At once visceral and visually arresting, Beautiful Autumn Painting
exhibits a spectacular and early example of Damien Hirst’s renowned Spin Paintings
, where colour, chance and kineticism powerfully defy artistic convention. Here, pigments in saturated crimson, teal, tangerine, and canary yellow compete in endless layers of spontaneous, intense action. For Hirst, the movement of these works “sort of implies life” (Damien Hirst cited in: Damien Hirst and Gordon Burn, On the Way to Work
, London 2001, p. 221). Executed in 1999 during the most formative decade of the artist’s career, Beautiful Autumn Painting
illuminates iconic elements central to the Spin Paintings
series, including its elongated title and celebrated chromatic variation. Yet the present composition is remarkably rare in its singular allusion to white doves’ wings, a motif that is recurrent throughout Hirst’s widely diverse oeuvre. The striking white strip of pigment vigorously bisecting the canvas foreshadows Hirst’s later employment of taxidermy dove wings in seminal works such as The Incomplete Truth
(2006) and The Immaculate Heart—Blind
(2008). As a symbol of peace, purity, love and grace, the dove is an apt vehicle for Hirst’s existential meditations on life and death. The artist himself claims, “I have always loved extremes. I love polar opposites. Life and death are the biggest polar opposites there are. I like love and hate… happy and sad. In an artwork I always try to say something and deny it at the same time” (Damien Hirst cited in: Christian Gether and Marie Laurberg, Damien Hirst Arken Bulletin Volume 4, 2009, p. 33).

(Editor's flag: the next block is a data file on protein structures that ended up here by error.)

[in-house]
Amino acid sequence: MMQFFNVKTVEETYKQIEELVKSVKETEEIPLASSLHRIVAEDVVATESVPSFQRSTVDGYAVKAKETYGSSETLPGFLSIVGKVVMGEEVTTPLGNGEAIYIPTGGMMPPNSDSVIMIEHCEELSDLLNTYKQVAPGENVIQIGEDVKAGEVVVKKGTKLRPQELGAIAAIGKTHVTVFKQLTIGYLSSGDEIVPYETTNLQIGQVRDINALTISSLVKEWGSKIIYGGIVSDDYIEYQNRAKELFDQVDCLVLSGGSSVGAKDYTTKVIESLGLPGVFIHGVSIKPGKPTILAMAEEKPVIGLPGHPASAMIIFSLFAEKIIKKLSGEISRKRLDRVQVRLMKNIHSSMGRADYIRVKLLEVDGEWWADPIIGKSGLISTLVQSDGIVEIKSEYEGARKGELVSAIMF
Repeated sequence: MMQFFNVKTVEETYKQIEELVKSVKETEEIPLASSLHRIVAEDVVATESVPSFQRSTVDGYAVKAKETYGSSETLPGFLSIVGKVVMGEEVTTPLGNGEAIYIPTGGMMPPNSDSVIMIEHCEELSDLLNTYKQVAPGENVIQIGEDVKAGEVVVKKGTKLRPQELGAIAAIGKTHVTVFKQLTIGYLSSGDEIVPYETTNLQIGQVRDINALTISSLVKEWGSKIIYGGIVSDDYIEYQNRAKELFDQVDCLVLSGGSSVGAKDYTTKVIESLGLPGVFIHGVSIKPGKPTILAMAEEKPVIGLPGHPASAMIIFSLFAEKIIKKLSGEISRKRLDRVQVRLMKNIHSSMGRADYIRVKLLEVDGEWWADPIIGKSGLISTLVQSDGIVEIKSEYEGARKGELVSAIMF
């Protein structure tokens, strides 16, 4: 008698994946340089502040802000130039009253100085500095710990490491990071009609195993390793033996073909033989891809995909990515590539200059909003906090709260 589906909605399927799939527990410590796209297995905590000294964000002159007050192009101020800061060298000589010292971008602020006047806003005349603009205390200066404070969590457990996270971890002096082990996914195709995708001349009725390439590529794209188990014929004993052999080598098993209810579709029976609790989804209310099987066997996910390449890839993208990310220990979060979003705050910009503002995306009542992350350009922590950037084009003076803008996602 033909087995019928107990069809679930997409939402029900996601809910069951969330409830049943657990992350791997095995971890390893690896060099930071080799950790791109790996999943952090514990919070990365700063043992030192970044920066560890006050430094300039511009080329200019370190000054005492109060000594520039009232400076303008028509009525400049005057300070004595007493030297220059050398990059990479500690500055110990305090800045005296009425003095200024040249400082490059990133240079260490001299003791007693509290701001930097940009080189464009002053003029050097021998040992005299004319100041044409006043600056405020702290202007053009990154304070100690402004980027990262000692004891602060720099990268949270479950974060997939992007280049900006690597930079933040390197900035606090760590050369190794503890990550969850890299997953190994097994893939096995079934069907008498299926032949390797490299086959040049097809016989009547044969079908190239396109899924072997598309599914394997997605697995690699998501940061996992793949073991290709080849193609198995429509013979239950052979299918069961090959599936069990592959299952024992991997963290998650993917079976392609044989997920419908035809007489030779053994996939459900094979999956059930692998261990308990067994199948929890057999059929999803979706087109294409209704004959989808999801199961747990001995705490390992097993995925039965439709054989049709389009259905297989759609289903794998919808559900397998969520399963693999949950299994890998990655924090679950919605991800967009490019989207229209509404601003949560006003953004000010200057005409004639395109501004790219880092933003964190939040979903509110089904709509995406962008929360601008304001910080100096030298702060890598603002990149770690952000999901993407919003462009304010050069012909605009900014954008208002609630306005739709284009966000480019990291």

Through a destruction of preordained rules and above all an approach that oscillates between rebellion and jest, Hirst eloquently articulates the notion of uncertainty intrinsic to human experience. In the Spin Paintings the artist surrenders to chance as the rotating vortex of the machine controls a schema of polychromatic streaks. This process renders the final composition entirely unpredictable – a culminating image of spontaneity. Bursting with rhythmic vitality, Beautiful Autumn Painting spectacularly encapsulates Hirst’s playful preoccupation with the profound themes of life, death, eternity, and, perhaps most poignantly, the uncertain: “The truth is that there are many truths, really, but I think the truth is that we are here for a good time, not a long time. The truth is that life is short. The truth is that a lot of the time it is meaningless. The truth is that death doesn’t require us to make a day free. The truth is that things are out of our control” (Damien Hirst cited in: Christian Gether and Marie Laurberg, op. cit., p. 32).